Objective: To study adjustment strategies in unilateral amputees in uphill and downhill walking.
Design: observational cohort study.
Subjects: Seven transfemoral, 12 transtibial unilateral amputees and 10 able-bodied subjects.
Methods: In a motion analysis laboratory the subjects walked over a level surface and an uphill and downhill slope. Gait velocity and lower limb joint angles were measured.
Results: In uphill walking hip and knee flexion at initial contact and hip flexion in swing were increased in the prosthetic limb of transtibial amputees. In downhill walking transtibial amputees showed more knee flexion on the prosthetic side in late stance and swing. Transfemoral amputees were not able to increase prosthetic knee flexion in uphill and downhill walking. An important adjustment strategy in both amputee Groups was a smaller hip extension in late stance in uphill and downhill walking, probably related with a shorter step length. In addition, amputees increased knee flexion in early stance in the non-affected limb in uphill walking to compensate for the shorter prosthetic limb length. In downhill walking fewer adjustments were necessary, since the shorter prosthetic limb already resulted in lowering of the body.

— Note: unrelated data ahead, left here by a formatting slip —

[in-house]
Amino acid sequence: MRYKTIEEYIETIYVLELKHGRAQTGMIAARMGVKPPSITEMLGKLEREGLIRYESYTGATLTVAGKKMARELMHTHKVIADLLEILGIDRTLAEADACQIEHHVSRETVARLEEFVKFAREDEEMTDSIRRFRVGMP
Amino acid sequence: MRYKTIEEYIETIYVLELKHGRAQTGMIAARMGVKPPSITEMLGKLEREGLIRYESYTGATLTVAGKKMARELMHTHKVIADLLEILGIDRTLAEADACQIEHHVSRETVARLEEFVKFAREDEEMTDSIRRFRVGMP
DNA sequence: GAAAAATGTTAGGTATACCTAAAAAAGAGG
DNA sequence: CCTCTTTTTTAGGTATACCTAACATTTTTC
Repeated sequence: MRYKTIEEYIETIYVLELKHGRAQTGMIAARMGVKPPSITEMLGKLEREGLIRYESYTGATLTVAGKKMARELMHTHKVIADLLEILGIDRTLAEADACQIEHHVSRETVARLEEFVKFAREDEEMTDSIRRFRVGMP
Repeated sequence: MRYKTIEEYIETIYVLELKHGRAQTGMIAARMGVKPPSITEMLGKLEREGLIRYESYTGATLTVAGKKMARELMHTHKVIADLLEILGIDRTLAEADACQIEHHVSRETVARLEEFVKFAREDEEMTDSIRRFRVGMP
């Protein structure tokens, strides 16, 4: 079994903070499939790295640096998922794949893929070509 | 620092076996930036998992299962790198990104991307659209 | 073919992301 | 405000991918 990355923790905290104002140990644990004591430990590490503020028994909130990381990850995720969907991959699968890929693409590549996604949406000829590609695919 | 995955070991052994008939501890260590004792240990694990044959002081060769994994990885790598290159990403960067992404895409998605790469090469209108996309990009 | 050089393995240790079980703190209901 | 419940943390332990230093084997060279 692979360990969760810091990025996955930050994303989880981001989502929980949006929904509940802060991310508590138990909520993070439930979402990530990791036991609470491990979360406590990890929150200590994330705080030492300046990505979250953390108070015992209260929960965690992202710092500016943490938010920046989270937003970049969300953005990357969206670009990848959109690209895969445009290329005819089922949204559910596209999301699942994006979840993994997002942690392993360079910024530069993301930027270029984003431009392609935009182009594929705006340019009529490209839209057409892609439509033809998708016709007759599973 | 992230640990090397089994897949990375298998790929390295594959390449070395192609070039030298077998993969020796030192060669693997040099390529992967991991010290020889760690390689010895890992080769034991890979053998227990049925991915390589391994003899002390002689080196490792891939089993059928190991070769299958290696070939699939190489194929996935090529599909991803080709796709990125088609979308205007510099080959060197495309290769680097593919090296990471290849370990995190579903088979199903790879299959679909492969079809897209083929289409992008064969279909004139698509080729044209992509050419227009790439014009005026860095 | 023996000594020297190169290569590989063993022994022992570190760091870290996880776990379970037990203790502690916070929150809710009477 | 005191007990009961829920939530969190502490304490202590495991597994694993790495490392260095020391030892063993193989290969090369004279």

Conclusion: Uphill and downhill walking can be trained in rehabilitation, which may improve safety and confidence of amputees. Prosthetic design should focus on better control of prosthetic knee flexion abilities without reducing stability. (c) 2007 Elsevier B.V. All fights reserved.
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